Dive into the world of PAYE investigations. Uncover the facts, implications, and insights in this informative blog
What is stamp duty?
Stamp duty is a tax levied by governments or individual states for property and legal document transactions. Originally back in the 1600s when this method is thought to have begun in the main European trading countries, a physical stamp was embossed onto the document which denoted that the relevant taxes had been paid before the instrument was able to be used as legally effective.
Nowadays, thanks in part to the Office of Tax Simplification we no longer need a physical stamp for most of these transactions due to digitalisation and having to pay the relevant fees at the time of filing the documents or having to use solicitors who provide the same verification.
For the majority of owner-managed small and medium-sized businesses who still have to complete paper stock transfer forms when transferring shares between shareholders, they will be aware of the J30 form for fully paid shares and the J10 form for partly paid shares.
If the amount paid is over £1,000 then stamp duty reserve tax (SDRT) is payable online to the HMRC bank account and the form sent to the Birmingham office for stamping and returning via a self-addressed, stamp-paid envelope.
What are the current SDLT tax rules?
Residential land purchases
The current position for residential house purchases in England & Wales are as follows:
|up to £125,000
|from £125,001 to £250,000
|from £250,001 to £925,000
|from £925,001 to £1,500,000
This is excluding first-time buyers (see below) and second-home owners, who will pay an extra 3% over and above these percentages initiated from April 2016.
In Philip Hammond’s Budget 2017, he removed SDLT for first-time homebuyers in England and Wales when purchasing homes with a value up to £300,000. This was a saving up to £5,000. Also, if they spent up to £500,000 they will only pay SDLT at 5% on the amount in excess of £300,000. Those spending over £500,000 will pay full Stamp Duty.
The Government definition of first-time buyers is “... an individual(s) who have never owned an interest in any worldwide residential property and who intends to occupy this property as their main residence.”
Prior to 4 December 2014, SDLT operated on a slab basis which meant that the percentage rate in which the gross selling price fell into was the percentage of SDLT paid, which meant that buyers were not willing to pay just over the next percentage threshold.
From 1 April 2021, there will also be a two per cent surcharge on top of the above-mentioned rates for any non-UK residents buying homes in England and Northern Ireland. However, they may get a refund if they subsequently become UK residents.
What has been announced?
There was a lot of media attention as of 6 July 2020 about a potential press release by the Chancellor Rishi Sunak in the Autumn Budget 2020 due to be announced in October 2020 that he might raise the tax-free threshold from £125,000 to £500,000. This represents a maximum saving of £15,000 for properties costing over £500,000.
Some estate agents had lamented the timing of the briefing and the delay until the implementation of the changes, noting that they now expect all residential property sales which had picked up since the easing of the COVID-19 lockdown will most likely be deferred until after the Autumn Budget.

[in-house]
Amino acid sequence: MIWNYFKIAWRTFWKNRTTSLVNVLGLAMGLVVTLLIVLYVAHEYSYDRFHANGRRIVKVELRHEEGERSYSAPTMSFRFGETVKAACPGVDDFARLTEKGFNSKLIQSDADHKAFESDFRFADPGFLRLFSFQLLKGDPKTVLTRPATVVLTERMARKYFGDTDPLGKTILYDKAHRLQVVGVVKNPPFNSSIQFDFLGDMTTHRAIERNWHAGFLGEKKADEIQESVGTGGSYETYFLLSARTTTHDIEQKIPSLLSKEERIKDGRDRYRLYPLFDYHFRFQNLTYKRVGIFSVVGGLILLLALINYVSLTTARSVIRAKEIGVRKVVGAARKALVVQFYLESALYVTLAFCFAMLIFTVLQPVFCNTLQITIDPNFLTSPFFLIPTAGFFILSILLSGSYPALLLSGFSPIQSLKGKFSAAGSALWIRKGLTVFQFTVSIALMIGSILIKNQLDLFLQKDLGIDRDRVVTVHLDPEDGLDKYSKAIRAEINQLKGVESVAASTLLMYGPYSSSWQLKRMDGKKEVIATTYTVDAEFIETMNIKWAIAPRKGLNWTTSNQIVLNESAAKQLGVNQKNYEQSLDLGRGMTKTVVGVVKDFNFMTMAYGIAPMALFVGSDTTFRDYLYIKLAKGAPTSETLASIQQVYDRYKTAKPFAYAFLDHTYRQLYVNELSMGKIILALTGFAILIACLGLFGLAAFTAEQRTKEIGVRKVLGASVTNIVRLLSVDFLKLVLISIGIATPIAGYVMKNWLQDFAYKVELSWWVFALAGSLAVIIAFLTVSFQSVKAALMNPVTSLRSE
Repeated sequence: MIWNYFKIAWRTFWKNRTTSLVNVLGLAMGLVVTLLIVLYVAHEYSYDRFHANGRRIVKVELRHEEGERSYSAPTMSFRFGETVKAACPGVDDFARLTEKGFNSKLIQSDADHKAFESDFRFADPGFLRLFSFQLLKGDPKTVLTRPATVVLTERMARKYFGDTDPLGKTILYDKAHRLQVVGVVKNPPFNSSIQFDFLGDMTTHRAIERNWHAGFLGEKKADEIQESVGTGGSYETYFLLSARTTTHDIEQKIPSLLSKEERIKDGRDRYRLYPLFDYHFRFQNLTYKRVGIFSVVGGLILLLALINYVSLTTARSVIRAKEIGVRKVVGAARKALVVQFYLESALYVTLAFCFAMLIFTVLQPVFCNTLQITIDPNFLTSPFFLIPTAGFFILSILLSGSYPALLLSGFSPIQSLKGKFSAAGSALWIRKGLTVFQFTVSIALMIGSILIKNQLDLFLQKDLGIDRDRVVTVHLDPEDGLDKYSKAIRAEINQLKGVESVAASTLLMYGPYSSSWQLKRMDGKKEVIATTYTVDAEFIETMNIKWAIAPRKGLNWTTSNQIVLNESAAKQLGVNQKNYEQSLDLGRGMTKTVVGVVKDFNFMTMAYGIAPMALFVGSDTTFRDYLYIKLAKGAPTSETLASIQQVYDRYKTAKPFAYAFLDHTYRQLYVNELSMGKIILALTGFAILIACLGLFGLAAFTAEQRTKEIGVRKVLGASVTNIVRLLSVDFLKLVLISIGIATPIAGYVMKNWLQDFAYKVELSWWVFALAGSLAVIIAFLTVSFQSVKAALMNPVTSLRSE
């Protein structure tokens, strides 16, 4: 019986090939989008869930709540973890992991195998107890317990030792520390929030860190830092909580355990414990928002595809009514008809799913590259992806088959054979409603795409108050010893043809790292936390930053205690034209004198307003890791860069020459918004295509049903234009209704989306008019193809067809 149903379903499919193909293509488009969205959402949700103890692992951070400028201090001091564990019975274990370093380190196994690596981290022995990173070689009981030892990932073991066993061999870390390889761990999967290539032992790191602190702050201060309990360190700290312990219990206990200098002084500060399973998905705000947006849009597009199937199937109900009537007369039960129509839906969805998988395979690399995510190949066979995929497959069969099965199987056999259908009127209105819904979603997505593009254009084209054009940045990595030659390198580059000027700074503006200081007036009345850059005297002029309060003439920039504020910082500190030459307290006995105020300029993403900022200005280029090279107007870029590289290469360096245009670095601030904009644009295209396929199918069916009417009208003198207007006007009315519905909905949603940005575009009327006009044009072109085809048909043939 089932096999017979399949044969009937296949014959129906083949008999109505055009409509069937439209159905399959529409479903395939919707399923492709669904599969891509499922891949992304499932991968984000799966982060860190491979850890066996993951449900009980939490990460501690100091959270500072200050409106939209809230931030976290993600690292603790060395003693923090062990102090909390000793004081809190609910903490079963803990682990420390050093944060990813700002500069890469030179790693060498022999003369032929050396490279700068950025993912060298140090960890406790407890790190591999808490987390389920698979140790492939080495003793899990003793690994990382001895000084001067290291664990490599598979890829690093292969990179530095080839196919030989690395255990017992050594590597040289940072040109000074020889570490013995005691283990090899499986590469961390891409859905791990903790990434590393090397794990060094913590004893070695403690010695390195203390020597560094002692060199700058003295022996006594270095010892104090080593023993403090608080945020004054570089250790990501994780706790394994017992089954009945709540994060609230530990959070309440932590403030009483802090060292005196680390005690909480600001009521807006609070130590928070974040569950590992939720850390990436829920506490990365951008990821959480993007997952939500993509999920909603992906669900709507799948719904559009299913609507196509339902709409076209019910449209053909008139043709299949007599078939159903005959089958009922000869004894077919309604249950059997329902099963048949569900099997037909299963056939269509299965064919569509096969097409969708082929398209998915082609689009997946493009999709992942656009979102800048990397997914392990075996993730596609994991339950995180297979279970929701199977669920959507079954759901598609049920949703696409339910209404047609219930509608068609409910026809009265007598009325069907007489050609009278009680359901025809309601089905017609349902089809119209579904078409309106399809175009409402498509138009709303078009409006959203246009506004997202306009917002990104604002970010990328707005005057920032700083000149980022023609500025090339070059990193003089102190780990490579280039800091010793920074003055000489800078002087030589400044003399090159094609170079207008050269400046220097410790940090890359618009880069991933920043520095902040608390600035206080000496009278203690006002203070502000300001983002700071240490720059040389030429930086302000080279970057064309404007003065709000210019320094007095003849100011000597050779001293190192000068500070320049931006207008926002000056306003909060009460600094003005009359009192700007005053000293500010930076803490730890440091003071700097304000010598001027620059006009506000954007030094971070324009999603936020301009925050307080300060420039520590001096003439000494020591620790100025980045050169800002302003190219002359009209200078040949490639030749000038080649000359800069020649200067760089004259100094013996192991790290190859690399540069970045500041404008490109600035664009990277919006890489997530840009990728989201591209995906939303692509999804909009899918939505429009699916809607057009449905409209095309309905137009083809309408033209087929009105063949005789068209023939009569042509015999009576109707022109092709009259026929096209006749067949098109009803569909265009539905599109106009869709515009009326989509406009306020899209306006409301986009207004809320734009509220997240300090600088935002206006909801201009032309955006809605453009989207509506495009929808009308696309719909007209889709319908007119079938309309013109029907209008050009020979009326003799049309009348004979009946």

With so many national media outlets reporting on this story and previous government briefings given to the media from Boris Johnson’s team coming true, then it came as no surprise on Wednesday 8th June that Mr Sunak announced the immediate raising of the nil 0% tax band up to £500,000 until 31 March 2021.
Statistics say that this will exempt around 88% of all UK residential property sales from having to pay SDLT at all. London average selling price is £588,700 which means that London will, again, bear the burden of the majority of the tax base.
Thoughts on the proposals
With property prices known to have reduced for four months in a row, something had to be done at the national level to stop the slide. The overall total cost to UK taxpayers has not yet been quantified and so it is not known how this will impact on further government borrowing already exacerbated by recent tax giveaways.
It is not confirmed whether these changes will have the most positive impact on first-time buyers who are frequently struggling to get onto the property market or investing landlords themselves.
There is no mention about any tax relief for commercial properties, but it is generally understood that the majority of the larger commercial property landlords and tenants have stopped paying council tax throughout the lockdown period. Other losses to the exchequer will include many businesses going into liquidation and will not pay the accrued rates either.
Also mentioned in this mini-budget were other tax giveaways such as:
- VAT on non-alcoholic drinks, food, accommodation and attractions has been cut to 5% from 20%;
- An "eat out to help out" discount of 50pc off, up to £10 per head for all meals eaten at any participating business Monday to Wednesday in the month of August;
- A £1,000 grant paid to all businesses who bring back employees from furlough and keep them employed through to 31 January 2021 as long as they earn above £520/month on average;
- A Kickstart Scheme for 16-24-year-olds whose wages up to 25 hours per week and 100% of the national minimum wage will be paid by the Treasury;
- Funding for traineeships, apprenticeships and the National Careers Service; and
- A raft of Green initiatives